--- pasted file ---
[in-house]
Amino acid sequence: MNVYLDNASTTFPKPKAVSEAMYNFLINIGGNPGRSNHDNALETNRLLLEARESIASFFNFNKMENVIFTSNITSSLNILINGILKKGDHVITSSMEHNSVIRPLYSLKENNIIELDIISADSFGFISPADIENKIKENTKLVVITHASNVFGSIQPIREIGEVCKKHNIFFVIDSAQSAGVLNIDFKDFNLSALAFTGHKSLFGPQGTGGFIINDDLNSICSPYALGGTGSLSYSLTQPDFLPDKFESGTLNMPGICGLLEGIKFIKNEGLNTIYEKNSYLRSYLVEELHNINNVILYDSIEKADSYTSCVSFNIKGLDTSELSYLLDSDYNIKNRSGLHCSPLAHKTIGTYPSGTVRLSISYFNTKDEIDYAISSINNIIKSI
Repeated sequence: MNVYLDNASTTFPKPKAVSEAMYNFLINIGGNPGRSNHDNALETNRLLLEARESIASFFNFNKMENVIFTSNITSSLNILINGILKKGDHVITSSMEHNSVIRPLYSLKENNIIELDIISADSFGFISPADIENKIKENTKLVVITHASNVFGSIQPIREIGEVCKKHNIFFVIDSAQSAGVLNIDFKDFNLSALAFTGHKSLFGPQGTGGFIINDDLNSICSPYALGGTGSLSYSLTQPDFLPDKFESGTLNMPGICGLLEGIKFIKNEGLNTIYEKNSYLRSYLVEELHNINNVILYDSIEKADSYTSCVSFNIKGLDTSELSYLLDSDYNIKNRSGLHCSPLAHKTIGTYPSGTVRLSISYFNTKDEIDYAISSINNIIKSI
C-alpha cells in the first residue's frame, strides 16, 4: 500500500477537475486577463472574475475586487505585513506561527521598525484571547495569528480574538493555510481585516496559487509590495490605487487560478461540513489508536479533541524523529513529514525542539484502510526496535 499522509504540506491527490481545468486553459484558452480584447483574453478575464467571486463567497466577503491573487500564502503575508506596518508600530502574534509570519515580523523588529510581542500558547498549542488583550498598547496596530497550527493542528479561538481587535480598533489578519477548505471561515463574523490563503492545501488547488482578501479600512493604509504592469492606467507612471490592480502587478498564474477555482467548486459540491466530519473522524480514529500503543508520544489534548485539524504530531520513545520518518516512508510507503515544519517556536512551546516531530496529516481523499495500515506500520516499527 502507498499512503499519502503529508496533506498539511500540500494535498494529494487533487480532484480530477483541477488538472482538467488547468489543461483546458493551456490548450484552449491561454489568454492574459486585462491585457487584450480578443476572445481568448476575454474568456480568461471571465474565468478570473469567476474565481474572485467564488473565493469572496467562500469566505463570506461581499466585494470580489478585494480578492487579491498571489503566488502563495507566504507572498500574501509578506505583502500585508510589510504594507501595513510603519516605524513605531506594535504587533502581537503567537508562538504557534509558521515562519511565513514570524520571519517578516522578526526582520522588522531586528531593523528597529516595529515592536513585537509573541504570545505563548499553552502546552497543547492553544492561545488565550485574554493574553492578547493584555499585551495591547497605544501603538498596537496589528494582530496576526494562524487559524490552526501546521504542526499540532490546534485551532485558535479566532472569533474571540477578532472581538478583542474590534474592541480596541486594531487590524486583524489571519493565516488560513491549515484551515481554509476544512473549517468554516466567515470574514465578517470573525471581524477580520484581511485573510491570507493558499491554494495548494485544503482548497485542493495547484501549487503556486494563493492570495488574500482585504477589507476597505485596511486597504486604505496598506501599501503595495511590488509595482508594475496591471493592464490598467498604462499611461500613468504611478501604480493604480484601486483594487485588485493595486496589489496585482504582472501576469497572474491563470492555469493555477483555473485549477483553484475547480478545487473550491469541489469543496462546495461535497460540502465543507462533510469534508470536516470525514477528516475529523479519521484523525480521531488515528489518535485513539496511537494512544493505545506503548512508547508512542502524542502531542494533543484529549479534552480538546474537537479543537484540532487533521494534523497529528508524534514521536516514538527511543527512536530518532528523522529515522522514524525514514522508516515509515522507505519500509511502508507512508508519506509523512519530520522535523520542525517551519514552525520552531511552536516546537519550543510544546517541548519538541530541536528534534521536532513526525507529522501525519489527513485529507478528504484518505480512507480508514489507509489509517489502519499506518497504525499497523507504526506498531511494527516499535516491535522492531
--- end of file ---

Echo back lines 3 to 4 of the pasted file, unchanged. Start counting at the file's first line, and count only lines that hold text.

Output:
Repeated sequence: MNVYLDNASTTFPKPKAVSEAMYNFLINIGGNPGRSNHDNALETNRLLLEARESIASFFNFNKMENVIFTSNITSSLNILINGILKKGDHVITSSMEHNSVIRPLYSLKENNIIELDIISADSFGFISPADIENKIKENTKLVVITHASNVFGSIQPIREIGEVCKKHNIFFVIDSAQSAGVLNIDFKDFNLSALAFTGHKSLFGPQGTGGFIINDDLNSICSPYALGGTGSLSYSLTQPDFLPDKFESGTLNMPGICGLLEGIKFIKNEGLNTIYEKNSYLRSYLVEELHNINNVILYDSIEKADSYTSCVSFNIKGLDTSELSYLLDSDYNIKNRSGLHCSPLAHKTIGTYPSGTVRLSISYFNTKDEIDYAISSINNIIKSI
C-alpha cells in the first residue's frame, strides 16, 4: 500500500477537475486577463472574475475586487505585513506561527521598525484571547495569528480574538493555510481585516496559487509590495490605487487560478461540513489508536479533541524523529513529514525542539484502510526496535 499522509504540506491527490481545468486553459484558452480584447483574453478575464467571486463567497466577503491573487500564502503575508506596518508600530502574534509570519515580523523588529510581542500558547498549542488583550498598547496596530497550527493542528479561538481587535480598533489578519477548505471561515463574523490563503492545501488547488482578501479600512493604509504592469492606467507612471490592480502587478498564474477555482467548486459540491466530519473522524480514529500503543508520544489534548485539524504530531520513545520518518516512508510507503515544519517556536512551546516531530496529516481523499495500515506500520516499527 502507498499512503499519502503529508496533506498539511500540500494535498494529494487533487480532484480530477483541477488538472482538467488547468489543461483546458493551456490548450484552449491561454489568454492574459486585462491585457487584450480578443476572445481568448476575454474568456480568461471571465474565468478570473469567476474565481474572485467564488473565493469572496467562500469566505463570506461581499466585494470580489478585494480578492487579491498571489503566488502563495507566504507572498500574501509578506505583502500585508510589510504594507501595513510603519516605524513605531506594535504587533502581537503567537508562538504557534509558521515562519511565513514570524520571519517578516522578526526582520522588522531586528531593523528597529516595529515592536513585537509573541504570545505563548499553552502546552497543547492553544492561545488565550485574554493574553492578547493584555499585551495591547497605544501603538498596537496589528494582530496576526494562524487559524490552526501546521504542526499540532490546534485551532485558535479566532472569533474571540477578532472581538478583542474590534474592541480596541486594531487590524486583524489571519493565516488560513491549515484551515481554509476544512473549517468554516466567515470574514465578517470573525471581524477580520484581511485573510491570507493558499491554494495548494485544503482548497485542493495547484501549487503556486494563493492570495488574500482585504477589507476597505485596511486597504486604505496598506501599501503595495511590488509595482508594475496591471493592464490598467498604462499611461500613468504611478501604480493604480484601486483594487485588485493595486496589489496585482504582472501576469497572474491563470492555469493555477483555473485549477483553484475547480478545487473550491469541489469543496462546495461535497460540502465543507462533510469534508470536516470525514477528516475529523479519521484523525480521531488515528489518535485513539496511537494512544493505545506503548512508547508512542502524542502531542494533543484529549479534552480538546474537537479543537484540532487533521494534523497529528508524534514521536516514538527511543527512536530518532528523522529515522522514524525514514522508516515509515522507505519500509511502508507512508508519506509523512519530520522535523520542525517551519514552525520552531511552536516546537519550543510544546517541548519538541530541536528534534521536532513526525507529522501525519489527513485529507478528504484518505480512507480508514489507509489509517489502519499506518497504525499497523507504526506498531511494527516499535516491535522492531